23. Sofi NY, Jain M, Kapil U, et al. Reproductive factors, nutritional status and serum 25(OH)D levels in women with breast cancer: A case control study. J Steroid Biochem Mol Biol. 2018 Jan;175:200-4.
  24. Poole EM, Shu X, Caan BJ, et al. Postdiagnosis supplement use and breast cancer prognosis in the After Breast Cancer Pooling Project. Breast Cancer Res Treat. 2013 Jun;139(2):529-37.
  25. Hu K, Callen DF, Li J, et al. Circulating Vitamin D and Overall Survival in Breast Cancer Patients: A Dose-Response Meta-Analysis of Cohort Studies. Integr Cancer Ther. 2018 Jun;17(2):217-25.
  26. Yao S, Kwan ML, Ergas IJ, et al. Association of Serum Level of Vitamin D at Diagnosis With Breast Cancer Survival: A Case-Cohort Analysis in the Pathways Study. JAMA Oncol. 2017 Mar 1;3(3):351-7.
  27. Khan QJ, Reddy PS, Kimler BF, et al. Effect of vitamin D supplementation on serum 25-hydroxy vitamin D levels, joint pain, and fatigue in women starting adjuvant letrozole treatment for breast cancer. Breast Cancer Res Treat. 2010 Jan;119(1):111-8.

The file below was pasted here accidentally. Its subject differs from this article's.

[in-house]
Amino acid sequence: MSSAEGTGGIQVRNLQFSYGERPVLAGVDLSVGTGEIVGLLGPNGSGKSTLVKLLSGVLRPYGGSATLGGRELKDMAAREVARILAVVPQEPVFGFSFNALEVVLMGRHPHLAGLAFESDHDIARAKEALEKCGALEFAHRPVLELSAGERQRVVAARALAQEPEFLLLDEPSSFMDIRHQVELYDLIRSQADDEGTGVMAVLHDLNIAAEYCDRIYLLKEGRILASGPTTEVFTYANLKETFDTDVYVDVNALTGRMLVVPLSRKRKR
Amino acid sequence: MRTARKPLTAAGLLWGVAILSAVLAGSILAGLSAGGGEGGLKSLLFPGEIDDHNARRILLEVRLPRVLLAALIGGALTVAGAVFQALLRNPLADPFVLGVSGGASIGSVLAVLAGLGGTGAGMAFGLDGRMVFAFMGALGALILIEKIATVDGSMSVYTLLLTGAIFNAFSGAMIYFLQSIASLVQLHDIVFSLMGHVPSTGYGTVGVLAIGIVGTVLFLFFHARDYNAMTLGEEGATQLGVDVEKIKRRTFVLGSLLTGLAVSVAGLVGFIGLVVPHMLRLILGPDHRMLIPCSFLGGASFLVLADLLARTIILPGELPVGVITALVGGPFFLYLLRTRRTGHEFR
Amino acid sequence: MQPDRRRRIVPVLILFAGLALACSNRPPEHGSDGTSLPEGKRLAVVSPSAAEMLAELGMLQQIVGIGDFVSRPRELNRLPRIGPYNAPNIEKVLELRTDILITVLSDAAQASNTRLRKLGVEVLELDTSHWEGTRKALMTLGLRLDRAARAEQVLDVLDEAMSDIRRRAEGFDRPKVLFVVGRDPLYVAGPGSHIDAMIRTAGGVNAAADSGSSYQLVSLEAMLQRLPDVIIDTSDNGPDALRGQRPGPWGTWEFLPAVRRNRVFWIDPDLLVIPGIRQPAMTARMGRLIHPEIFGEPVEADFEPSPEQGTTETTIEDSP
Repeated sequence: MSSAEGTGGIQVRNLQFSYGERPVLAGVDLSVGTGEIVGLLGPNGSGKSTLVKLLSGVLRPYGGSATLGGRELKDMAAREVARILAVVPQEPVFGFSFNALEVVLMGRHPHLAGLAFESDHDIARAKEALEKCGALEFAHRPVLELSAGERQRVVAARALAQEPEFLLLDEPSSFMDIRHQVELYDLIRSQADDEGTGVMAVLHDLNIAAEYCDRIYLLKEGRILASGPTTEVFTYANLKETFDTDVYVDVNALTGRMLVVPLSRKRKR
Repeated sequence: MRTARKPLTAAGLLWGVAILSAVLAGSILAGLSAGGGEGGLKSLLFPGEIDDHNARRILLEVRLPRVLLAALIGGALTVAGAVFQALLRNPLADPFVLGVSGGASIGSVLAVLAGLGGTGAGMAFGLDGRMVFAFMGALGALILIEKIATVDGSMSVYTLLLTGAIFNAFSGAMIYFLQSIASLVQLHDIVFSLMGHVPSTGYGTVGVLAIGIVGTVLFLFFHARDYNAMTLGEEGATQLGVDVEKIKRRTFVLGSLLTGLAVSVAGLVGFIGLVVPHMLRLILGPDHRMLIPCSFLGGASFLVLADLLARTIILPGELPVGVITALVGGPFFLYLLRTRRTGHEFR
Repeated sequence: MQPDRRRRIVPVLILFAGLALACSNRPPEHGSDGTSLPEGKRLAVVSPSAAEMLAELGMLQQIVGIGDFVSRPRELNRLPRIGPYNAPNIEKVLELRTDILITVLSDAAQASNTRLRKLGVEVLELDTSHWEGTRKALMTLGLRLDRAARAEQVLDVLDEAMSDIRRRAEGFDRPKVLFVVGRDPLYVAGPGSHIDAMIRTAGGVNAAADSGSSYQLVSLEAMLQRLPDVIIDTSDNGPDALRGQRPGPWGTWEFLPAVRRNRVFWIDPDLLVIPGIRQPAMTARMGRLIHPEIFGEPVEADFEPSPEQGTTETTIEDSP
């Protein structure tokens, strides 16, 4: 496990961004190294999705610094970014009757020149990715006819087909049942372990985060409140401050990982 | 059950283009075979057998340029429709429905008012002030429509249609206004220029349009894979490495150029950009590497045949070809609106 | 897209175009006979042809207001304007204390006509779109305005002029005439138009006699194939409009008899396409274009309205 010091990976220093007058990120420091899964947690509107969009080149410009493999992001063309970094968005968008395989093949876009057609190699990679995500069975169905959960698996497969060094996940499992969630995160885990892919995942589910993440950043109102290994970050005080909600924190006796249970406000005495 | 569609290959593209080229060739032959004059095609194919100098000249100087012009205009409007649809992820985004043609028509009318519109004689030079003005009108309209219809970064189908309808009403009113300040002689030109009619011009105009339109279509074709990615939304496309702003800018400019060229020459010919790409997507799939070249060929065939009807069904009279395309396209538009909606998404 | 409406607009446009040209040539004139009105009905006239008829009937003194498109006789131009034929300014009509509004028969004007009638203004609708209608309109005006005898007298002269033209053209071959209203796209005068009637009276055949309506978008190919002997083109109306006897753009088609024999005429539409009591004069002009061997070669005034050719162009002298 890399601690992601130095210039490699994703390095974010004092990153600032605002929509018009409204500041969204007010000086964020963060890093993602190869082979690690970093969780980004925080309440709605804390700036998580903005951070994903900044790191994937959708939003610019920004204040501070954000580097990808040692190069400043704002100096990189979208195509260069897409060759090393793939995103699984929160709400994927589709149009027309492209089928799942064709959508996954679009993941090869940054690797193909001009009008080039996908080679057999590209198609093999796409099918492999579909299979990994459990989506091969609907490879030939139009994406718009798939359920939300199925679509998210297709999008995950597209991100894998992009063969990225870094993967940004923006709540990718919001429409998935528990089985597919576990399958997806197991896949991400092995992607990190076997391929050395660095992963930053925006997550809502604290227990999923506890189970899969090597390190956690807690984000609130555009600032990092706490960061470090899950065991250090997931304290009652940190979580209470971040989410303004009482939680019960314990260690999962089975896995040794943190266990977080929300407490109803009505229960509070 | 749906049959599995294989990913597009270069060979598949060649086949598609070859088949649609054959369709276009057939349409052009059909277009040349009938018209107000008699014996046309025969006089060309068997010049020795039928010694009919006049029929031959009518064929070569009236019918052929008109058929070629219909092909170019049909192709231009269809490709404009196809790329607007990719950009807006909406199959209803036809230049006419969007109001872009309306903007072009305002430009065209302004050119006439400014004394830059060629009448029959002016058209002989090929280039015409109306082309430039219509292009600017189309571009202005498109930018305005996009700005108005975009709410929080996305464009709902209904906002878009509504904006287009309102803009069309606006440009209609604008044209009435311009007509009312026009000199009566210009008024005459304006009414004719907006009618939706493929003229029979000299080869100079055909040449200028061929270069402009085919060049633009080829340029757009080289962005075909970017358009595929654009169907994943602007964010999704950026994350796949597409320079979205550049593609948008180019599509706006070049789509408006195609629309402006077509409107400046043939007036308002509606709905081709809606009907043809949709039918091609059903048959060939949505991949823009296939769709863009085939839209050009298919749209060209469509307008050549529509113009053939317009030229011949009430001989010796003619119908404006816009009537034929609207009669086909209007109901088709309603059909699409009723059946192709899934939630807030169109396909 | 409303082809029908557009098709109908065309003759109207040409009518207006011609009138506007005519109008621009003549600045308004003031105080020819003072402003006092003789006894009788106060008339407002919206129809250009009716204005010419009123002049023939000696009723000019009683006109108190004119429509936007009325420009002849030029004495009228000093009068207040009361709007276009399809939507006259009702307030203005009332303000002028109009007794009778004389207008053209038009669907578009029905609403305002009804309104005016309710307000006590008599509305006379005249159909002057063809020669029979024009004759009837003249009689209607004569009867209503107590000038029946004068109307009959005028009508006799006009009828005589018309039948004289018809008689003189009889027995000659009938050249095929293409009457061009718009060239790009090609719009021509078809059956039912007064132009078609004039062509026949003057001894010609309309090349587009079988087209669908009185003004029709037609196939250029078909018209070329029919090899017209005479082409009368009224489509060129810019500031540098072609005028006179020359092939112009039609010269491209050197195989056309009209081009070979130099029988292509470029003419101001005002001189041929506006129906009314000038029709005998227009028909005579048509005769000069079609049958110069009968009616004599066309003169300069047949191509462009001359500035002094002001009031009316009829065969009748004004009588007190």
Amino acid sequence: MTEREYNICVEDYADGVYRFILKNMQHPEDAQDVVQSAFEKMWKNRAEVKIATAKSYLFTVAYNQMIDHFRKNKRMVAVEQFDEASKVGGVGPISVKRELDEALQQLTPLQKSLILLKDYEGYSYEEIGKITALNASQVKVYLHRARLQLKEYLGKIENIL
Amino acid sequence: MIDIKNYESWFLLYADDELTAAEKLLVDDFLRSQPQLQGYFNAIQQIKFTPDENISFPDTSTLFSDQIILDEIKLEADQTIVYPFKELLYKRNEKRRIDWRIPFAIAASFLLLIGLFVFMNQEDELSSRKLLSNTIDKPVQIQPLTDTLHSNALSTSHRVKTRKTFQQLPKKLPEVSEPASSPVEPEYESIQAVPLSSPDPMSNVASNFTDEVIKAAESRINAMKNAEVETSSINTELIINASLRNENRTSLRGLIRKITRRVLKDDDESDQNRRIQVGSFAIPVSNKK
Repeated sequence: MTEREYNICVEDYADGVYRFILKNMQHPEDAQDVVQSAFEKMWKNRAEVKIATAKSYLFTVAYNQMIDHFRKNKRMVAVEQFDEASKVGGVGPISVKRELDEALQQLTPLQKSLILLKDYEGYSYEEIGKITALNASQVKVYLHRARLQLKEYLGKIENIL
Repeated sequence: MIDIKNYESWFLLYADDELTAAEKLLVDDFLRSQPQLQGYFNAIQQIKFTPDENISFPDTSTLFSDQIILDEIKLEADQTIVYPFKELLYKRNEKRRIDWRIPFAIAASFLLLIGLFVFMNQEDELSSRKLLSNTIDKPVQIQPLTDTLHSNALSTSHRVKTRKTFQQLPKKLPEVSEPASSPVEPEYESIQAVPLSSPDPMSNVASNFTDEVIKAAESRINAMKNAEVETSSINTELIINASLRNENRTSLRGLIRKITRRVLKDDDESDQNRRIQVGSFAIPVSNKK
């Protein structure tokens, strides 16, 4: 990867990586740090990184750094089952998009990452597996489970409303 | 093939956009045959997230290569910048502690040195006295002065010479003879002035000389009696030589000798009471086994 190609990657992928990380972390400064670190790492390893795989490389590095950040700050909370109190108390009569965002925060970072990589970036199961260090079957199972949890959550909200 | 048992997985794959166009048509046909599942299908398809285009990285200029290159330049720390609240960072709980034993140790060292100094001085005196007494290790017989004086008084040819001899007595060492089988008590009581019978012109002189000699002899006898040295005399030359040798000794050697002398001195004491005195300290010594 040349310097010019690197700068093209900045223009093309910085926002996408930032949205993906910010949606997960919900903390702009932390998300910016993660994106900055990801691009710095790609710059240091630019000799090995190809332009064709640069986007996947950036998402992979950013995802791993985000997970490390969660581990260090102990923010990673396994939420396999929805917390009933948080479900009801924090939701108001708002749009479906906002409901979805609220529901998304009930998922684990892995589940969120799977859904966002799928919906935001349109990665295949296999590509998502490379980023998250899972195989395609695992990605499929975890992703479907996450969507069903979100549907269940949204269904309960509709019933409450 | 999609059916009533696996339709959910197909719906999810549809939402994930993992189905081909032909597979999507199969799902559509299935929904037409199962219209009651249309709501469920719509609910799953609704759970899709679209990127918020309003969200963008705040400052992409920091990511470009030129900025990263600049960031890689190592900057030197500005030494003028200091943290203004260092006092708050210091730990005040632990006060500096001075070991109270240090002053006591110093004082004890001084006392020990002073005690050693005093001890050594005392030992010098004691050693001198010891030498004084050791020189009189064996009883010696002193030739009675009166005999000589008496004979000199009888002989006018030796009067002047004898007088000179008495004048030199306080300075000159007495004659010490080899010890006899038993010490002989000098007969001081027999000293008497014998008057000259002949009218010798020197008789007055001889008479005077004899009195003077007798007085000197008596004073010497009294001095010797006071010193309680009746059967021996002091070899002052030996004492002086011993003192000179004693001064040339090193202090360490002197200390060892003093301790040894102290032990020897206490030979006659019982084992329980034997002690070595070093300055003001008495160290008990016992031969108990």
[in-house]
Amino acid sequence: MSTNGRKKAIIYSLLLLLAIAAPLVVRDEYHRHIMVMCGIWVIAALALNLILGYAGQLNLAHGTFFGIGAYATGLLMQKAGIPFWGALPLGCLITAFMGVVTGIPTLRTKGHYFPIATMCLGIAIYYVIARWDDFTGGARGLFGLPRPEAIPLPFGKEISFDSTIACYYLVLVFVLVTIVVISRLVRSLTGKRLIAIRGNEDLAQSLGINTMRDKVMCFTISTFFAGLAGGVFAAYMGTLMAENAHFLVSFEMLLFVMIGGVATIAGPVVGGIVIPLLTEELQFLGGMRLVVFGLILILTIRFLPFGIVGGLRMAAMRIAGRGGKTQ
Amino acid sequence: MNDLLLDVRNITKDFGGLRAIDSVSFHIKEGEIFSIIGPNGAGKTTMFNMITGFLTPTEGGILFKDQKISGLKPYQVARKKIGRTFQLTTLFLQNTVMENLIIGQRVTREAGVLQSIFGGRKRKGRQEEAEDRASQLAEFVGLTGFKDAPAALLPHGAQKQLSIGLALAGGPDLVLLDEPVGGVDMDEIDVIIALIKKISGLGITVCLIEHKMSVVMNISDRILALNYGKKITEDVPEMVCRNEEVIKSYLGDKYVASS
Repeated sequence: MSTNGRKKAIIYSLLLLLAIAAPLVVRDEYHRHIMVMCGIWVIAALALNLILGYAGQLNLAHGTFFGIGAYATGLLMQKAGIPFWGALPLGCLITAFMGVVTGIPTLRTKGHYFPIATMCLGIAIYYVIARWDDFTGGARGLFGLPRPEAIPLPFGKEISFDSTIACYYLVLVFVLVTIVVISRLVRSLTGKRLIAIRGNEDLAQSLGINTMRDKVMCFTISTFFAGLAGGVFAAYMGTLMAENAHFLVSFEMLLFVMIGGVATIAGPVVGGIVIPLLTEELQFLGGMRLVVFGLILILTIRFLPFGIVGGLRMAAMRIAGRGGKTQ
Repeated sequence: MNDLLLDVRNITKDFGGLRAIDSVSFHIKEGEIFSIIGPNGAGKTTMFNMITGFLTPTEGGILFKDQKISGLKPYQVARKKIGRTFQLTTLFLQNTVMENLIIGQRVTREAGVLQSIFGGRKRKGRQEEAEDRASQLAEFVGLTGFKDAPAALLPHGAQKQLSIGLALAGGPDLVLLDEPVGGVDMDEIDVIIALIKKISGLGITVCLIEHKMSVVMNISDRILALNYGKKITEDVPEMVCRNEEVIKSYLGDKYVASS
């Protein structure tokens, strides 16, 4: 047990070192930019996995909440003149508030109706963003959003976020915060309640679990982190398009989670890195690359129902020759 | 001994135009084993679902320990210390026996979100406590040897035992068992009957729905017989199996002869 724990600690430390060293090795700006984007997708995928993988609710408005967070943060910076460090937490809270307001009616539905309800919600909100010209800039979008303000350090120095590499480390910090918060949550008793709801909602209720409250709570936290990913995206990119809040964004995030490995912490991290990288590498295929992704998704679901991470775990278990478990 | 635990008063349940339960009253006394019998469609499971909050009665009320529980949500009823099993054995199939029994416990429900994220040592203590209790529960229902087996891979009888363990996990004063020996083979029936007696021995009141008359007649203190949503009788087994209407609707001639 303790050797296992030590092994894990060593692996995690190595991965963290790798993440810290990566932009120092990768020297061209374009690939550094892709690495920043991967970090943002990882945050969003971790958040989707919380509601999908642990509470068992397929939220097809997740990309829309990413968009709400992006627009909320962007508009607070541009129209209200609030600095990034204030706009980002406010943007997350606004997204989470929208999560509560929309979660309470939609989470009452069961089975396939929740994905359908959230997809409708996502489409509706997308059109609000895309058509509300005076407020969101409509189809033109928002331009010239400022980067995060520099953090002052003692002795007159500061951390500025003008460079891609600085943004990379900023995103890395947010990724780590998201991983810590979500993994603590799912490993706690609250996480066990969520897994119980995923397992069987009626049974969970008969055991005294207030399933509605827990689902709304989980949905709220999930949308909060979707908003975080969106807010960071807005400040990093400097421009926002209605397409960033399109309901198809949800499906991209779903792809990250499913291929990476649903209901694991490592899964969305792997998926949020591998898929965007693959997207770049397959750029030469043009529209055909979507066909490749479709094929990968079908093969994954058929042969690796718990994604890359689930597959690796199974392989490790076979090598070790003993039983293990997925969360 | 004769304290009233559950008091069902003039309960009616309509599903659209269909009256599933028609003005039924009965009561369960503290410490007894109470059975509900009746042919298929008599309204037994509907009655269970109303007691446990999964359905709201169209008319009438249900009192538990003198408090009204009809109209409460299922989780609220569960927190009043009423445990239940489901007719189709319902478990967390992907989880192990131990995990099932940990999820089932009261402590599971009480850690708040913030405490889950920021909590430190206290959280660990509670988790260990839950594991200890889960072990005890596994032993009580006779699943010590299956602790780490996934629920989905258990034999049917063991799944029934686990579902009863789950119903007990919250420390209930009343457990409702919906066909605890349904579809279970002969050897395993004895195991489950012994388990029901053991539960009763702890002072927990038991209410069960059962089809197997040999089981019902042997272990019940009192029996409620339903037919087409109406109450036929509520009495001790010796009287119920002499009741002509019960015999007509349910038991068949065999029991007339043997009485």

28. Rastelli AL, Taylor ME, Gao F, et al. Vitamin D and aromatase inhibitor-induced musculoskeletal symptoms (AIMSS): a phase II, double-blind, placebo-controlled, randomized trial. Breast Cancer Res Treat. 2011 Aug;129(1):107-16.
  29. Arul Vijaya Vani S, Ananthanarayanan PH, Kadambari D, et al. Effects of vitamin D and calcium supplementation on side effects profile in patients of breast cancer treated with letrozole. Clin Chim Acta. 2016 Aug 1;459:53-6.
  30. Available at: https://www.breastcancer.org/symptoms/understand_bc/statistics. Accessed August 2, 2021.